That leaves the other half of Pastor Carpenter’s call for conformity-“do what God says or else”, i.e. hell. That’s an easy one though. Other than the imaginations of pastors, preachers, and lay people…other than the fictional realm depicted in popular culture…there is no hell. Just as there is no reason to believe in unicorns because there is no evidence they exist, so too is there no reason to believe in Hell. Additionally, there is no evidence that any god exists to send anyone to this fictional place, so there is no reason to be fearful of going there.

That leaves one other concern I have with Pastor Carpenter’s words. This idea that some Christians have that their words are not hateful, but loving. This notion is predicated on the idea that there is something wrong with being homosexual. As I’ve argued in the past, homosexuality has no moral component. Like heterosexuality and bisexuality (condones rape, slaughters the population of entire cities, approves of slavery, and even commits genocide (for more on the cruelty of the tyrant god of the Bible, see here). So yeah, I’m not going to trust that any sort of morality derived from the Bible is automatically just and fair. Looking outside the Bible, there is no argument against homosexuality that holds any weight. Sure, there’s appeals to nature, arguments from ickiness, and other stupid ass rationalizations, but these hold no water. Such rationalizations-whether those found at the previous link or those found in the Bible-are pathetic justifications for arguing that homosexuality is wrong.

Pastor Carpenter’s so-called Christian “love” manifests as concern that if homosexuals continue being who they are-which, I’ll point out once again, brings no harm to others-they will suffer. Moreover, by peddling this bullshit, he gives his endorsement of it. I’ve heard more than a few bigots say “I’m not bigoted, this is just what God says”. That’s a load of codswallop. Upon hearing someone say “I believe that women should be silent and subservient to their husbands. That doesn’t make me sexist, it’s just what God says”, I believe that all but the most fundamentalist Christian would denounce such a comment as sexist and misogynistic. The same applies to homosexuality. By putting forth the view that people who are gay deserve to go to a place of eternal torment, they give their tacit support for the idea. They can try to pawn it off on god all they want, but this idea of expressing their love of gay people is not predicated on treating gay people like equals, calling for an end to discrimination, accepting gay people for who they are or anything else that might accurately be labeled ‘love’. This so-called Christian “love” from Pastor Carpenter is a call for conformity. It’s a call for gay people to stop being gay and start being the kind of human being that he approves of. It is nothing more than an excuse to parrot bigotry, disguised as “sincerely held religious beliefs”.  I for one, am goddamn sick and tired of “sincerely held religious beliefs” being a +100 shield of protection for bigots.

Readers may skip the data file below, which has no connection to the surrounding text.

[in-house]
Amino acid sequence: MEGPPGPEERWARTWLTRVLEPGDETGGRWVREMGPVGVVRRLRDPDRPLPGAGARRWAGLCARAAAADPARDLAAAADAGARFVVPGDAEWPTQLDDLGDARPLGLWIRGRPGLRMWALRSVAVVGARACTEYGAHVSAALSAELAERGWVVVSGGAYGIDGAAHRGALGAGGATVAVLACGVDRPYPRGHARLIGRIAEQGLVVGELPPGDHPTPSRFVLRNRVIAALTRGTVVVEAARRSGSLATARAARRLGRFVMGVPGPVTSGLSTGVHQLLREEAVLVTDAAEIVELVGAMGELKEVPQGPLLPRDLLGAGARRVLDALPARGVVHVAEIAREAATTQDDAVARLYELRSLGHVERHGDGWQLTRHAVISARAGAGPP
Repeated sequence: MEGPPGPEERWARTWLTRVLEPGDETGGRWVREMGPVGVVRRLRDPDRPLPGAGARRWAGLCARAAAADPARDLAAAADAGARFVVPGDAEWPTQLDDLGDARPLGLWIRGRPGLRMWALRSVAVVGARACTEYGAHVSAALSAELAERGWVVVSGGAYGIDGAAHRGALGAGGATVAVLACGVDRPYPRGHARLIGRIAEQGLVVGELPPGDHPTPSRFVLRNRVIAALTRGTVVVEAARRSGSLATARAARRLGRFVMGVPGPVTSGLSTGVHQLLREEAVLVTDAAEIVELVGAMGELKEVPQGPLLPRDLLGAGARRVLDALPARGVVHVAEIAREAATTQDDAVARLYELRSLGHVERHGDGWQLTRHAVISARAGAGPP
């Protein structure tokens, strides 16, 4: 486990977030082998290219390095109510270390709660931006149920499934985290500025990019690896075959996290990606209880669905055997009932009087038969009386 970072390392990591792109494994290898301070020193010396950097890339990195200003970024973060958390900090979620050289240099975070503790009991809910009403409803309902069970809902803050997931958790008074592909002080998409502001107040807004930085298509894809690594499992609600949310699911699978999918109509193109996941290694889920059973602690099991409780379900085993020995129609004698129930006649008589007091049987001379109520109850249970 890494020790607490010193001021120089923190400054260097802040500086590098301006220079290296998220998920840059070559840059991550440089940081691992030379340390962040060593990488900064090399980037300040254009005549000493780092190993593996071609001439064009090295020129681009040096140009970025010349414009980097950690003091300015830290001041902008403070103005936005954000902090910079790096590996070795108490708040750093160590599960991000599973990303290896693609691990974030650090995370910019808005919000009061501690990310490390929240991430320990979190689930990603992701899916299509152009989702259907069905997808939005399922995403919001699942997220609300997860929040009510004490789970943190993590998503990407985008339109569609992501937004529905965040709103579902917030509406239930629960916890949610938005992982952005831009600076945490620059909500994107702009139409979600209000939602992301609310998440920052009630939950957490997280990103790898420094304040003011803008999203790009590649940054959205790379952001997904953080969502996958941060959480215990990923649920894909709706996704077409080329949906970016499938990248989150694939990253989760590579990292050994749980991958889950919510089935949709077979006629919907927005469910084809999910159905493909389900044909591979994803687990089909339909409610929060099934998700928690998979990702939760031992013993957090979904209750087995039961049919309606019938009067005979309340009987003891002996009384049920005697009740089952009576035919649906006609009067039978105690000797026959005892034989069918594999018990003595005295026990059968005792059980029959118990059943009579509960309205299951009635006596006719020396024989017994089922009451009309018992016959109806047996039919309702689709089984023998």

“You’re going to hell! But I love you.”
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One thought on ““You’re going to hell! But I love you.”

  1. 1

    And I, for two, am goddamn sick and tired of “sincerely held religious beliefs” being a +100 shield of protection for bigots. Especially since their scripture-mandated “sincerely held religious beliefs” are, basically—in a world where the same scriptures are interpreted in so many, contradictory, ways—a roll-your-own thang.

    You take your own prejudices, pick and join a sect that “justifies” ’em, and God Is On Your Side.

    For any damned thing.